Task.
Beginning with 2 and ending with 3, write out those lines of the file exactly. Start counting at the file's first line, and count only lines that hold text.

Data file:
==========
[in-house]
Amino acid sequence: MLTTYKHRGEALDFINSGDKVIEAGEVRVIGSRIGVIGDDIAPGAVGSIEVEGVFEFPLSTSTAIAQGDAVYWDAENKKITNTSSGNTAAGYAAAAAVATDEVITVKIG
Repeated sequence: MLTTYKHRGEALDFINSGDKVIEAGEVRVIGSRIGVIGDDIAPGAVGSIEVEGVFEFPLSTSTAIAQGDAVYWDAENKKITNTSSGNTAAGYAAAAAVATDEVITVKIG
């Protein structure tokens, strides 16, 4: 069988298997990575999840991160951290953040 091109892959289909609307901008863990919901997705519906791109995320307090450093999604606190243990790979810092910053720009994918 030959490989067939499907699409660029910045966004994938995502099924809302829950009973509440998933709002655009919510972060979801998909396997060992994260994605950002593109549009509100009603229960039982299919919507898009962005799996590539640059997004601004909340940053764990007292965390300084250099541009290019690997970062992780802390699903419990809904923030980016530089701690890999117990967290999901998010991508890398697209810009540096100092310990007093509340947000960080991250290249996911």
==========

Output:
Amino acid sequence: MLTTYKHRGEALDFINSGDKVIEAGEVRVIGSRIGVIGDDIAPGAVGSIEVEGVFEFPLSTSTAIAQGDAVYWDAENKKITNTSSGNTAAGYAAAAAVATDEVITVKIG
Repeated sequence: MLTTYKHRGEALDFINSGDKVIEAGEVRVIGSRIGVIGDDIAPGAVGSIEVEGVFEFPLSTSTAIAQGDAVYWDAENKKITNTSSGNTAAGYAAAAAVATDEVITVKIG